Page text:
News | Sub-Saharan Africa | 30 August 2016

Model for action: the push-pull farming revolution in East Africa

A novel agricultural technology targets women as early adopters, creating opportunities for economic and social growth.

In the rural villages of East Africa surrounding Lake Victoria, a combination of innovative agricultural technology and gender-inclusive extension practices is engendering a quiet but steady transformation in women’s social and economic standing. In a region where men have traditionally controlled land, decision-making power, educational resources and other assets, women in the large majority of households that rely on smallholder farming have been limited in their capacities to improve their own economically viable knowledge and skills. Relegated to the most time- and labor-intensive activities such as pulling weeds and digging crops, women have rarely had the opportunity to advance beyond subsistence-level crop farming. With advances in agricultural science that shorten the amount of time demanded by these activities, however, an increasing number of women, as well as men, are able to devote fewer hours to ensuring basic food security for their families and more to other economic activities such as expanding into for-profit crop and livestock farming, operating small enterprises, or entering into professions such as education or healthcare.

Farmers in these regions have historically faced a number of challenges in growing adequate crops to feed their families and provide a source of income. The cereal crops such as maize and sorghum on which their livelihoods depend are vulnerable to insects, parasitic weeds, drought and other climatic events. Since 1997, agricultural scientist Dr. Zeyaur Khan and other researchers at the International Center of Insect Physiology and Ecology (icipe) have worked toward the development of a farming technology known as push-pull that specifically reduces two of the most damaging burdens—the stemborer insect and the parasitic striga weed. The technology, which was developed in collaboration with the UK-based Rothamsted Research institution and other national partners, produces dramatic increases in crop yield and soil productivity and prevents erosion. It works by interspersing cereal crops with stemborer-repellant desmodium plants – the push component of the model – while simultaneously pulling stemborers away with a surrounding border of Napier or drought-resistant Brachiara grasses that emit chemicals that attract the pests. Other chemicals from the desmodium plants stifle the growth of the striga weed by suppressing growth of the weed’s roots.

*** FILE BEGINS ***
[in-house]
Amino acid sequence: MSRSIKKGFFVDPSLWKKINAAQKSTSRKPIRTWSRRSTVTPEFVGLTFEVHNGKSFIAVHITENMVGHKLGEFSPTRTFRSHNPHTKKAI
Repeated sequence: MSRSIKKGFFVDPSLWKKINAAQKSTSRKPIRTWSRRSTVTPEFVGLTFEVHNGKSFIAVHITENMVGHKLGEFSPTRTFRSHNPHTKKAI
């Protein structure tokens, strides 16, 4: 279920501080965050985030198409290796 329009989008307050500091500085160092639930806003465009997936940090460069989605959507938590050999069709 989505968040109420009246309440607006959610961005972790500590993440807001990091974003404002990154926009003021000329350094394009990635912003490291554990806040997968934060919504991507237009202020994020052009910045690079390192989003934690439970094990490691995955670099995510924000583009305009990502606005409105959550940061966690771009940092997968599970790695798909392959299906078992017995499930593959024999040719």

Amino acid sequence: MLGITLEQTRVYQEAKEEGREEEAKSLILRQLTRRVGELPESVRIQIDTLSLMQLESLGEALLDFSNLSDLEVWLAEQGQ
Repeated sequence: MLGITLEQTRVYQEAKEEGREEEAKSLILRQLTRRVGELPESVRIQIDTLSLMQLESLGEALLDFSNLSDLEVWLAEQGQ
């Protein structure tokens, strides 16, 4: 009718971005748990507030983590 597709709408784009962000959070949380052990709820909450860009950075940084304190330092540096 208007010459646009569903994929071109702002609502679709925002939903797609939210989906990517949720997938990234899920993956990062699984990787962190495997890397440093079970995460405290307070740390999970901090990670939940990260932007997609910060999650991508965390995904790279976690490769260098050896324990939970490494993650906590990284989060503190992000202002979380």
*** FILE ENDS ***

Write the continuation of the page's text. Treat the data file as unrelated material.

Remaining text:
Extension of the push-pull method has relied on educating farmers in basic agroecological science and on equipping them with the tools they need to act as ambassadors for push-pull in their wider communities. From the beginning, icipe scientists and staff have made a conscious effort to include women in the dissemination of the push-pull method, specifically targeting women’s groups and women heads-of-household where possible, and working with both men and women in more traditional households to make sure skill sets are more evenly distributed between genders. Their efforts have had widely resounding effects. At the most basic level, women farmers who adopt push-pull enjoy greater food security and economic stability; cereal crops in this region are often bartered or traded for other goods and services. This frees women to pursue opportunities outside of their family farms and establish their own economic means of support. By securing their own sources of income and becoming local experts on push-pull technology, women also achieve positions of greater authority and respect within their households and communities. They may assume positions as primary breadwinners or gain more influence over household decisions. Enabling women to build careers and livelihoods beyond the farm is an important step in building their self-confidence, social networks, business acumen and other skills that serve to further empower them. Many of the women whom Khan and his colleagues have trained in push-pull go on to educate others in the technology, and some have gone on to take part in further exploratory agricultural extension practices such as participatory video to reach non-literate farmers, become experts in other areas of agricultural science or agricultural policy, or apply their newfound leadership skills in other areas such as healthcare or religion. Families and community groups also use push-pull to generate surplus income which is used to support the tuition and other costs of education for children, particularly girls, who are often otherwise excluded from opportunities for secondary and higher education due to constraints on financial resources.

Khan and the rest of the icipe program team, along with the women who have benefited from adopting the push-pull technology, are contributing to gradual but fundamental changes in the way women’s and men’s roles are understood in the Lake Victoria region and in the quality of opportunities available to women in particular. In many communities, cooperative women’s groups provide a forum for collective learning and sharing of push-pull technology and best practices which allows even those without landholding or other resources of their own to gain valuable knowledge and experience with the underlying concepts. As icipe continues its emphasis on gender-inclusive education and training while it works to disseminate its technologies, it hopes to contribute to the expansion of opportunities for women more broadly, including by encouraging women to enter agricultural and scientific careers.